In the Forests of Serre
By: Patricia A. McKillip
Format/Source: Paperback; my purchase
In the tales of World Fantasy Award-winning author Patricia McKillip, nothing is ever as it seems. A mirror is never just a mirror; a forest is never just a forest. Here, it is a place where a witch can hide in her house of bones and a prince can bargain with his heart…where good and evil entwine and wear each others’ faces…and where a bird with feathers of fire can quench the fiercest longing…
I was drawn to this novel because someone had mentioned on GoodReads that this novel had drawn some elements from Russian fairy and folk tales. After reading some of her novels like Alphabet of Thorn (review), I’ve come to love McKillip’s novels, her imagination and her sense of storytelling. May contain some minor spoilers ahead!
The lesson I learned reading this novel? Don’t go running over stray, white hens: they’ll give you a whole world of trouble.
In all seriousness though, In the Forests of Serre is a very wonderous and spellbinding read, almost fairy tale-like on some level. Tales and myths and the power and strength of magic depending on which kingdom you live in play an important role in this story and in the strength of the characters that inhabit it. I really enjoyed reading about the folk tales that the people hold and how they inform the societies that they live in.
While the premise of this novel sounds simple enough, it’s far from it. The reader has to pay close attention to the story becasue it can get complex with overlapping storylines and characters moving in and out in opposite directions and destinations depending on what situation they find themselves in. One minute Prince Ronan finds himself lost in the forest while Sidonie is headed to his father’s castle but then later on Sidonie is out in the forest and Ronan has to go after her from the castle. If the stakes weren’t so high and the gravity of some of the themes portrayed so grave, it could almost be a romantic comedy of sorts.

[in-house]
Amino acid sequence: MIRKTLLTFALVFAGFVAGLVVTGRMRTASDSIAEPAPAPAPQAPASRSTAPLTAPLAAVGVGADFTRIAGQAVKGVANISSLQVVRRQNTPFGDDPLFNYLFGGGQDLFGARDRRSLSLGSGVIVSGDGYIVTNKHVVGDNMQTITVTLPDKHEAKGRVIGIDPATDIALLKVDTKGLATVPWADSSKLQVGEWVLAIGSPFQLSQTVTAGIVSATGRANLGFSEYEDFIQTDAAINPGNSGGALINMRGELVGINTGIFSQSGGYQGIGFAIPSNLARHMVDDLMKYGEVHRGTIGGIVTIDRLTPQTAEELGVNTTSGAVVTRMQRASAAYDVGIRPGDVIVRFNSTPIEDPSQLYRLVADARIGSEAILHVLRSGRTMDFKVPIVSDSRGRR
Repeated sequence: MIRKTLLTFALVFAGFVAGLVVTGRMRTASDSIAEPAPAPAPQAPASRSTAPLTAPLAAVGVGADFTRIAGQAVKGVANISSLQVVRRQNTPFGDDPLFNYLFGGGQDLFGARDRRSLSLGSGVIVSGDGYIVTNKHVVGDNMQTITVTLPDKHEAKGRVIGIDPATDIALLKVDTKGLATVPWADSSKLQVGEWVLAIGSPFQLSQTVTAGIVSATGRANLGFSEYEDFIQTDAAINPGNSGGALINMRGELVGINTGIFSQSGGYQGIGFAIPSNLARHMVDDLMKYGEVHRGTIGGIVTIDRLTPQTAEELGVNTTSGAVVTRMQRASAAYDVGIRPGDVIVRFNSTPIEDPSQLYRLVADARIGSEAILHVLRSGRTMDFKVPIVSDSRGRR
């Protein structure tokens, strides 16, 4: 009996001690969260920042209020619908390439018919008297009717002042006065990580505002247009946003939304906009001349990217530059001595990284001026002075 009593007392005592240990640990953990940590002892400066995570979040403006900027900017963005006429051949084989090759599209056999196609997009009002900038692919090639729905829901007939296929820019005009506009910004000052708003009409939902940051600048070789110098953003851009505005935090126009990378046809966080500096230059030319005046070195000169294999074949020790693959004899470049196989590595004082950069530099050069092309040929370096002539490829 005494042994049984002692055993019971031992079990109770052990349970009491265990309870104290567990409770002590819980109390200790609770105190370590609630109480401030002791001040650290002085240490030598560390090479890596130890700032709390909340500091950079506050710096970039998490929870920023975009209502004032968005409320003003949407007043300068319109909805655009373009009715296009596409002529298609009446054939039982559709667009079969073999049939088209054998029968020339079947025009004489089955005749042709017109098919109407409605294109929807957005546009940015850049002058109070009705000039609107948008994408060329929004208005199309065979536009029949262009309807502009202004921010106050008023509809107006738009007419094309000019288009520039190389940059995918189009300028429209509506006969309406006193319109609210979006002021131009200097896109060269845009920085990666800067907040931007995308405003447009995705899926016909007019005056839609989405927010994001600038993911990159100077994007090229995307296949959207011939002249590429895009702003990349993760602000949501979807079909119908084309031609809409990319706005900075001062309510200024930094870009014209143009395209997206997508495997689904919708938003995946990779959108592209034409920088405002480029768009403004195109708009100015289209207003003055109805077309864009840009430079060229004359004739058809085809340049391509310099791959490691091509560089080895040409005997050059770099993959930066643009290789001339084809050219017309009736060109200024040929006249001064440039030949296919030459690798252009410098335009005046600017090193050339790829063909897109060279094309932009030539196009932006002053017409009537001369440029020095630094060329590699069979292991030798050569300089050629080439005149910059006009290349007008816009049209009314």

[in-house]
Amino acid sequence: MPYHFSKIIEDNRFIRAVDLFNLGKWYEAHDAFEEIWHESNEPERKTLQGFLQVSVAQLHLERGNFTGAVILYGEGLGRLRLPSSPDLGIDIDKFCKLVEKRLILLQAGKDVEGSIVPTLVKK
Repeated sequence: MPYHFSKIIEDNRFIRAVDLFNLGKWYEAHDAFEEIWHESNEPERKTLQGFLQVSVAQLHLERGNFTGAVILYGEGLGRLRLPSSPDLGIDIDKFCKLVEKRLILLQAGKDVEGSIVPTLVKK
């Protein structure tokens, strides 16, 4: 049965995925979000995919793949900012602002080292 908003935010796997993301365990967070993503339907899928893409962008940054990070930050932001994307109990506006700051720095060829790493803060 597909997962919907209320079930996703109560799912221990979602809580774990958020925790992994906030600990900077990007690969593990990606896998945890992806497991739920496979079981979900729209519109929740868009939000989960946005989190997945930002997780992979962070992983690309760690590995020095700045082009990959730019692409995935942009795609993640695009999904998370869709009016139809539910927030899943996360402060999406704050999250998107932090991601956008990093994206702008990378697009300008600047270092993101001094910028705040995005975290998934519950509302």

The characterisations in this novel are a lot stronger compared to The Tower at Stony Wood (review), the latest McKillip novel I read prior to this one. Everyone’s development and emotional depth are convincing and multi-layered. Ronan is a melancholic character who longs for death after losing his wife and child prior to the start of the novel and becomes centre to the wrath of the old witch Brume, a Baba Yaga-like character, for accidentally running over her white hen. Ronan has a lot to face and a lot of decisions to make, whether or not he can move on with his life and explore the possibility of finding love again. Sidonie is a strong and able princess from Dacia who is sent to marry Ronan; she’s very aware, very observant, she knows what is important to her and those beliefs are put to the test when she finds herself in the middle of a whole whirlwind of events. I wasn’t too sure what to think or make of Gyre, the wizard sent to accompany Sidonie on her journey; he has his own motivations and can be pretty slippery and sly, his decisions adding confusion to events. At one point I laughed because even Brume didn’t want to deal with him–and she’s the one everyone fears!
Oh, and Ronan’s dad, the king of Serre? Talk about father of the year, he’s on Tywin Lannister-level of horribleness IMO O_o
Overall, I really enjoyed Int he Forests of Serre, it’s very imaginative and magical and as always Patricia McKillip is amazing when it comes to her prose; it really adds a layer of mysteriousness and magic to the landscapes of Dacia and Serre. It can be simple but it’s also very beautiful. Hands down one of my favourite titles from her.